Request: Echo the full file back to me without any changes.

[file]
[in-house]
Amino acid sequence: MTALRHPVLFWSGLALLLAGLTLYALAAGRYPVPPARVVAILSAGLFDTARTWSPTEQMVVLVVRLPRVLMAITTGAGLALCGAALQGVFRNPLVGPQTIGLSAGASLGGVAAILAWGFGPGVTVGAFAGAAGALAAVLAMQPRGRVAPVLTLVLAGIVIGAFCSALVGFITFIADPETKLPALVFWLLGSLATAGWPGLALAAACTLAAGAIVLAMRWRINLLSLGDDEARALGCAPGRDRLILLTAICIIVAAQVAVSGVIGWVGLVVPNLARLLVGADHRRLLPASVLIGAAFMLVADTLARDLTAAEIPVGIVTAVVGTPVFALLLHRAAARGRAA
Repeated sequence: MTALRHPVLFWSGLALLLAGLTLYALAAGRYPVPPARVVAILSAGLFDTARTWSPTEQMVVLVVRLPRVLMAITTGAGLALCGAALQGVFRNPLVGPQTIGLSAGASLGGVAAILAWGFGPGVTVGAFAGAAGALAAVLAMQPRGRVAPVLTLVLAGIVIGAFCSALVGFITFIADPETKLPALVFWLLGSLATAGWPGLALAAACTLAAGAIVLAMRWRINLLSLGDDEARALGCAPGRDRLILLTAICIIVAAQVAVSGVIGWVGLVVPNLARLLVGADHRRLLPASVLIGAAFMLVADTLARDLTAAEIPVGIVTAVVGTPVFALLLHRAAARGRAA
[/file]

[in-house]
Amino acid sequence: MTALRHPVLFWSGLALLLAGLTLYALAAGRYPVPPARVVAILSAGLFDTARTWSPTEQMVVLVVRLPRVLMAITTGAGLALCGAALQGVFRNPLVGPQTIGLSAGASLGGVAAILAWGFGPGVTVGAFAGAAGALAAVLAMQPRGRVAPVLTLVLAGIVIGAFCSALVGFITFIADPETKLPALVFWLLGSLATAGWPGLALAAACTLAAGAIVLAMRWRINLLSLGDDEARALGCAPGRDRLILLTAICIIVAAQVAVSGVIGWVGLVVPNLARLLVGADHRRLLPASVLIGAAFMLVADTLARDLTAAEIPVGIVTAVVGTPVFALLLHRAAARGRAA
Repeated sequence: MTALRHPVLFWSGLALLLAGLTLYALAAGRYPVPPARVVAILSAGLFDTARTWSPTEQMVVLVVRLPRVLMAITTGAGLALCGAALQGVFRNPLVGPQTIGLSAGASLGGVAAILAWGFGPGVTVGAFAGAAGALAAVLAMQPRGRVAPVLTLVLAGIVIGAFCSALVGFITFIADPETKLPALVFWLLGSLATAGWPGLALAAACTLAAGAIVLAMRWRINLLSLGDDEARALGCAPGRDRLILLTAICIIVAAQVAVSGVIGWVGLVVPNLARLLVGADHRRLLPASVLIGAAFMLVADTLARDLTAAEIPVGIVTAVVGTPVFALLLHRAAARGRAA